Interview with June A. Converse, Author of Journey to Hope
01 Sep 2020
What can you tell us about your new release, Journey to Hope?
In Journey to Hope, Kathleen, with the support of Matt, has decided to step into The Center in Charlotte for intense PTSD rehabilitation after losing her family in a horrific way. While Kathleen struggles through the therapy, Matt also struggles to look at his own life choices. Together they face Kathleen’s demons. Separately, they face their own choices and consequences.
What or who inspired you to become an author?
I never planned to become an author. After a medical crisis forced me to give up my career, I made taking care of my health a priority. To that end, I started hiking daily. On one of these hikes, my character Matt entered my mind and started to tell him his story. On that first day I thought I was going a little crazy. Matt returned day after day telling me “you have to write my story”. Finally, to get him to go away, I sat on my deck and wrote his story. It was 200 pages of yucky writing. It was also the start of a new journey for me, for Matt and for Kathleen.
What’s on your top 5 list for the best books you’ve ever read?
• All the Light We Cannot See by Doerr
• Outlander by Gabaldon
• We Need to Talk About Kevin by Shriver
• Wuthering Heights by Bronte
• A Gentleman in Moscow by Towles
Say you’re the host of a literary talk show. Who would be your first guest? What would you want to ask
Jodi Picoult. All of your stories focus on a difficult topic and you force the reader to see shades of grey. We enter your books with one opinion about say, abortion, and when we close the book, we aren’t quite as solid in our view. Is this your reason for writing? Do you start the journey with one view and then force yourself to look at shades of grey through your characters? Which book has changed you the most and why?
What’s your favorite thing about writing?
When the characters become so real they take me on a journey instead of me taking them on one. I love it when a character tells me I didn’t represent them correctly and tell me I have to re-write.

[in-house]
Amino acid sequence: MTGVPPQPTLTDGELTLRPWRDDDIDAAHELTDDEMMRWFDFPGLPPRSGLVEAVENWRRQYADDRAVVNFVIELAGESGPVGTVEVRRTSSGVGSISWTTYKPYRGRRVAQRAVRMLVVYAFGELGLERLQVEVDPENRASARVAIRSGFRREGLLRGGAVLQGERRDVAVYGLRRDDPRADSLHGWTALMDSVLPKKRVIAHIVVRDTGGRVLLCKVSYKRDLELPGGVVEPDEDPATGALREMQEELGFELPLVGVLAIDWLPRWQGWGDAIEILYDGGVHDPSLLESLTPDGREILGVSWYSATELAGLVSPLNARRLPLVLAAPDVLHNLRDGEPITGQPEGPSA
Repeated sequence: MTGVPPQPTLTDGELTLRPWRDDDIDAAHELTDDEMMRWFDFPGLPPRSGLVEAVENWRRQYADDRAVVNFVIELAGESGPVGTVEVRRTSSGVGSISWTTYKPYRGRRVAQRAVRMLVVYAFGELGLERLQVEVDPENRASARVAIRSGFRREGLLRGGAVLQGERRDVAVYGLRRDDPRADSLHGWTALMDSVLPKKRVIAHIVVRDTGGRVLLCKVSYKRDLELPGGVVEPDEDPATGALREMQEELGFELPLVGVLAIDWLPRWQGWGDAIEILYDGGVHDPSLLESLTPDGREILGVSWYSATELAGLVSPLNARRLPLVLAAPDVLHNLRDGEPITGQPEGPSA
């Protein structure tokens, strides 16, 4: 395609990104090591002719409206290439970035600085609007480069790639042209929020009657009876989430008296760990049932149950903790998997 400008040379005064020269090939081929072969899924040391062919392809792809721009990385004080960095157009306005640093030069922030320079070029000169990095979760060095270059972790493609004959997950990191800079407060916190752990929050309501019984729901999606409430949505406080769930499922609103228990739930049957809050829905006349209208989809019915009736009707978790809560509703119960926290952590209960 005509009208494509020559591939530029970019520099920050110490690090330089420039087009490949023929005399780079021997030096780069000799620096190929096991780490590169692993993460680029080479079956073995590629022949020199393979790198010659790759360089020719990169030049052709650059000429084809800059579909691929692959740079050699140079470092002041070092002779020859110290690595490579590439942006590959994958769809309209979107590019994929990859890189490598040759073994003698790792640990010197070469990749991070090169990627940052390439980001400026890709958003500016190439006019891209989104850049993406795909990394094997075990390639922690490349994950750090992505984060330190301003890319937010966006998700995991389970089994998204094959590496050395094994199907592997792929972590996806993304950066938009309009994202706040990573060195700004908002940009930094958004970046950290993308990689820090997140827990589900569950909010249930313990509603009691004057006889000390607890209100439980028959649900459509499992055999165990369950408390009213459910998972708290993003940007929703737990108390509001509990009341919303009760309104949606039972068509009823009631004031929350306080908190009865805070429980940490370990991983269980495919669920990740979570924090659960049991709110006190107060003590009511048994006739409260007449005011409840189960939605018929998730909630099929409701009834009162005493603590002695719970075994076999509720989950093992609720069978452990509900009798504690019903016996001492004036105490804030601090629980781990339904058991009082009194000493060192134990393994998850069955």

What is a typical day like for you?
I’m up by 630AM. The early morning is about coffee, exercising, walking the dog and prioritizing my to do list. By 9AM, I’m usually working on some sort of writing – the blog I write for an organization working with the visually impaired, my own blog or novel number three. The morning is writing draft. After lunch I either move to editing for someone else or my own stuff. Fridays is dedicated to coaching other writers and Wednesdays I often teach at the local colleges. Thankfully, I have good people behind me and can focus on writing and not marketing/sales. By 4PM, I’m exhausted and read until time to make dinner.
What scene from Journey to Hope was your favorite to write?
This is actually a scene re-write. At about the 2/3 mark, Matt and his sister get into an argument. I wrote this and read it to my husband. He liked it and agreed it was how he would handle a conflict with his own sister. But while taking a bath, Matt (the fictional character), stood above me and said, “I am not your husband. I would not be that nice. I would tell her to get the f*!* out of my office. Get up tomorrow and re-write the scene.” I did as he asked and it’s a great scene and more authentic to Matt.
Do you have a motto, quote, or philosophy you live by?
If it’s going to be funny in five years, then laugh about it today.
And my coffee cup reads … “Zero F*$% Given” – this reminds me to give emotional energy in areas important to me and not anywhere else. Plus, my kids gave it to me because they know me well.
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